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Glycaemic thresholds for counterregulatory hormone and symptom responses to hypoglycaemia in people with and without type 1 diabetes: a systematic review.

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AIM/HYPOTHESIS: The physiological counterregulatory response to hypoglycaemia is reported to be organised hierarchically, with hormone responses usually preceding symptomatic awareness and autonomic responses preceding neuroglycopenic responses. To compare thresholds for activation of these responses more accurately between people with or without type 1 diabetes, we performed a systematic review on stepped hyperinsulinaemic-hypoglycaemic glucose clamps. METHODS: A literature search in PubMed and EMBASE was conducted. We included articles published between 1980 and 2018 involving hyperinsulinaemic stepped hypoglycaemic glucose clamps among people with or without type 1 diabetes. Key exclusion criteria were as follows: data were previously published; other patient population; a clamp not the primary intervention; and an inadequate clamp description. Glycaemic thresholds for counterregulatory hormone and/or symptom responses to hypoglycaemia were estimated and compared using generalised logrank test for interval-censored data, where the intervals were either extracted directly or calculated from the data provided by the study. A glycaemic threshold was defined as the glucose level at which the response exceeded the 95% CI of the mean baseline measurement or euglycaemic control clamp. Because of the use of interval-censored data, we described thresholds using median and IQR. RESULTS: A total of 63 articles were included, whereof 37 papers included participants with type 1 diabetes (n=559; 67.4% male sex, aged 32.7±10.2 years, BMI 23.8±1.4 kg/m2) and 51 papers included participants without diabetes (n=733; 72.4% male sex, aged 31.1±9.2 years, BMI 23.6±1.1 kg/m2). Compared with non-diabetic control individuals, in people with type 1 diabetes, the median (IQR) glycaemic thresholds for adrenaline (3.8 [3.2-4.2] vs 3.4 [2.8-3.9 mmol/l]), noradrenaline (3.2 [3.2-3.7] vs 3.0 [2.8-3.1] mmol/l), cortisol (3.5 [3.2-4.2]) vs 2.8 [2.8-3.4] mmol/l) and growth hormone (3.8 [3.3-3.8] vs. 3.2 [3.0-3.3] mmol/l) all occurred at lower glucose levels in people with diabetes than in those without diabetes (all p≤0.01). Similarly, although both autonomic (median [IQR] 3.4 [3.4-3.4] vs 3.0 [2.8-3.4] mmol/l) and neuroglycopenic (median [IQR] 3.4 [2.8-N/A] vs 3.0 [3.0-3.1] mmol/l) symptom responses were elicited at lower glucose levels in people with type 1 diabetes, the thresholds for autonomic and neuroglycopenic symptoms did not differ for each individual subgroup. CONCLUSIONS/INTERPRETATION: People with type 1 diabetes have glycaemic thresholds for counterregulatory hormone and symptom responses at lower glucose levels than people without diabetes. Autonomic and neuroglycopenic symptoms responses are generated at about similar levels of hypoglycaemia. There was a considerable variation in the methodology of the articles and the high insulin doses in most of the clamps may affect the counterregulatory responses. FUNDING: This article has received funding from the Innovative Medicines Initiative 2 Joint Undertaking (JU) under grant agreement no. 777460. REGISTRATION: This systematic review is registered in PROSPERO (CRD42019120083).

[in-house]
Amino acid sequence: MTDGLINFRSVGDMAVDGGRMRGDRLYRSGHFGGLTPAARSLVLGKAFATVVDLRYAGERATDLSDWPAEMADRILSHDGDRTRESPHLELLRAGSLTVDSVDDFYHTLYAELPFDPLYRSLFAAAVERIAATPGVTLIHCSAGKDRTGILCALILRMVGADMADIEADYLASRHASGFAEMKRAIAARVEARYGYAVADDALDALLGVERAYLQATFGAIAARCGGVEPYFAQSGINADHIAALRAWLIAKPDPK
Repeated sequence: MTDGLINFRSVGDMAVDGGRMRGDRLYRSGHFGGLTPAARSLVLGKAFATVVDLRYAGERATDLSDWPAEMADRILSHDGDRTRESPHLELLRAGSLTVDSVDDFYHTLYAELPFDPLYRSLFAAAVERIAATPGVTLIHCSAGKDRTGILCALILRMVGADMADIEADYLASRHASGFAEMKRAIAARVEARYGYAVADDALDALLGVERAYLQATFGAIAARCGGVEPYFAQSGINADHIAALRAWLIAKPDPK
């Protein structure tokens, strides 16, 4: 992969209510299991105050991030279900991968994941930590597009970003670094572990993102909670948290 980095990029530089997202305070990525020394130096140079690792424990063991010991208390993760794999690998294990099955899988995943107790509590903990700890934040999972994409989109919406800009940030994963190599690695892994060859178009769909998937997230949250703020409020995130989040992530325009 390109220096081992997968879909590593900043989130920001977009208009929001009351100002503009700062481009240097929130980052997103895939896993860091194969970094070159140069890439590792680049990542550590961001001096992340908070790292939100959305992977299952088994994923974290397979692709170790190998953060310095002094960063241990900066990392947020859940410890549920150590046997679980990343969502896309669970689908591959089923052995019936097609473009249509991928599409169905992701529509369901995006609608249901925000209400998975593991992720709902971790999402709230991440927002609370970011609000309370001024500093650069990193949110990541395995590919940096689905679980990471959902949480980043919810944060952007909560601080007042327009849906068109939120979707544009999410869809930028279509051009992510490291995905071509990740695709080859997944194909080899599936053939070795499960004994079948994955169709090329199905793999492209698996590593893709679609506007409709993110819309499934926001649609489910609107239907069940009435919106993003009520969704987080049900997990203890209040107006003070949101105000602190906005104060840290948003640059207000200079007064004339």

Counterregulatory hormones, Diabetes, Glycaemic thresholds, Human, Hyperinsulinaemic–hypoglycaemic stepped clamp, Hypoglycaemia, Symptomatic responses; Systematic review, Blood Glucose, Diabetes Mellitus, Type 1, Epinephrine, Female, Growth Hormone, Humans, Hydrocortisone, Hypoglycemia, Hypoglycemic Agents, Insulin, Male, Norepinephrine

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Springer Science and Business Media LLC
Horizon 2020 Framework Programme (777460)